Pythonic JavaScript Methods

November 16th, 2010

What do I mean by "Pythonic" methods?

For anyone who hasn't used Python before, every instance method in Python takes the object it is bound to as its first argument, which is named self by convention.

class Foo(object):
    def bar(self):
        print "This is me:", self

When I refer to "Pythonic" methods, I simply mean methods on an object which have their first argument bound to that object.

Why would we want to make any of our JavaScript methods "Pythonic"?

This is a very good question, and if I did not have an answer this whole blog post would be questionable. Some people like the way methods work in Python, others do not. I do not want to discuss whether it is good for Python; I want to explain why it is good for JavaScript. Funny enough, the arguments behind whether it is good for Python and whether it is good for JavaScript don't really intersect. This is due to the nature of this in JavaScript, and how it differs from self in Python.

Unlike Python's self, JavaScript's this is not just a normal variable or parameter. It has dynamic binding (as opposed to lexical) meaning it is a reflection of the context of the surrounding function when it is invoked rather than when it is defined. It is common that the value of this will change in the middle of your method definitions:

var myObject = {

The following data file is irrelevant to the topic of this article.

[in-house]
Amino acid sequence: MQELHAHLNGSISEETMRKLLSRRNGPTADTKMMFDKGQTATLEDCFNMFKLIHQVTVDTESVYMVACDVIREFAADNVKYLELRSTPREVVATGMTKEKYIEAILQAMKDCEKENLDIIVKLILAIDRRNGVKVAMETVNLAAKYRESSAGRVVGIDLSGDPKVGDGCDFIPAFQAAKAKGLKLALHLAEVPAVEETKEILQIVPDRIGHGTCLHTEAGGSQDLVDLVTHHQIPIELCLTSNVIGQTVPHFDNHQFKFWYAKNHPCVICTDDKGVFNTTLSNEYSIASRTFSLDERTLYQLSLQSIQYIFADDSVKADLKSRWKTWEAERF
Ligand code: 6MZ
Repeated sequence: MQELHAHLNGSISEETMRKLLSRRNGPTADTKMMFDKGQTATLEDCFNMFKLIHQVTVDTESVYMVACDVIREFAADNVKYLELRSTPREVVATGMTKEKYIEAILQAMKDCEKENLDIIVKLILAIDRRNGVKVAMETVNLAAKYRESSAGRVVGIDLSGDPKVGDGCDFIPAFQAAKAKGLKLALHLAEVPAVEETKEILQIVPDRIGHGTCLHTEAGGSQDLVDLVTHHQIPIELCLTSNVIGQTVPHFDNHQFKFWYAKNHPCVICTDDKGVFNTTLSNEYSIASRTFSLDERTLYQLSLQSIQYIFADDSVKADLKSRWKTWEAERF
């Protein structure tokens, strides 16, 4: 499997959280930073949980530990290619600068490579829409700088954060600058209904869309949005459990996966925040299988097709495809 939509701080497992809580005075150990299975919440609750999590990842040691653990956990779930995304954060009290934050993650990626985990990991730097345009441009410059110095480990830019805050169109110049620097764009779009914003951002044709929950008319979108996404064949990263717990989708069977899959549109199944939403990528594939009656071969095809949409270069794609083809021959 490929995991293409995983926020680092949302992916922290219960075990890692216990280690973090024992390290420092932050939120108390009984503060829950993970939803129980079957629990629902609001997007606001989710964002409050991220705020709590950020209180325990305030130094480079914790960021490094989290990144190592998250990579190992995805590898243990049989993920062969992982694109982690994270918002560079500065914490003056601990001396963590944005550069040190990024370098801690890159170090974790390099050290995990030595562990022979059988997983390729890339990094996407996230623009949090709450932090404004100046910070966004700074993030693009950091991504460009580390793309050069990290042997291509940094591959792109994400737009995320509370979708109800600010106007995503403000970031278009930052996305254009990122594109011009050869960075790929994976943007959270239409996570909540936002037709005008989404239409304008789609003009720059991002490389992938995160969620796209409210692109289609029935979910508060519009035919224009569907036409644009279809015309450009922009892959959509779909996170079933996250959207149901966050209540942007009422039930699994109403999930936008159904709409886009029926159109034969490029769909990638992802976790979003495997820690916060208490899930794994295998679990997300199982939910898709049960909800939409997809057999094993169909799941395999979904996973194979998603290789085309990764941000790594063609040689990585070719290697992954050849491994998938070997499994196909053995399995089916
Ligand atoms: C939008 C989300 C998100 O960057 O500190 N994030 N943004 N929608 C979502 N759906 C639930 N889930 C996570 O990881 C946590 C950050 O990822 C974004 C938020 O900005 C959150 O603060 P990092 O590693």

foo: function () {
        console.log(1, this);
        (function () {
            console.log(2, this);
        }());
        setTimeout(function () {
            console.log(3, this);
        }, 100);
    }
};

myObject.foo();
// Logs:
//   1 myObject
//   2 window
//   3 window

If you wanted the second and third calls to console.log to have access to the same this that the first one does, the common solution is to create a normal variable that references the desired context:

var myObject = {
    foo: function () {
        var that = this;
        console.log(1, that);
        (function () {
            console.log(2, that);
        }());
        setTimeout(function () {
            console.log(3, that);
        }, 100);
    }
};

myObject.foo();
// Logs:
//   1 myObject
//   2 myObject
//   3 myObject

But I get tired of doing that all the time. Tired of remembering when I need to define that until after I have a bug. Tired of the ugly blemish it puts in my code. I would rather write this:

var myObject = bindSelf({
    foo: function (self) {
        console.log(1, self);
        (function () {
            console.log(2, self);
        }());
        setTimeout(function () {
            console.log(3, self);
        }, 100);
    }
});

myObject.foo();
// Logs:
//   1 myObject
//   2 myObject
//   3 myObject

I find this syntactic helper especially nice when defining prototypes or extending existing objects. These situations tend to rely on state that is stored in this more often than other examples, so I find the utility added by binding this to self also tends to be greater.

var MyView = Backbone.View.extend(bindSelf({
    events: {
        "click :input": "clickHandler"
    },
    initialize: function (self, opts) {
        ...
    },
    render: function (self) {
        ...
    },
    clickHandler: function (self, event) {
        ...
    }
}));

What is the implementation?

function bindSelf (obj) {

    // 1
    for (var k in obj) {
        if (obj.hasOwnProperty(k) && typeof obj[k] === "function") {

            // 2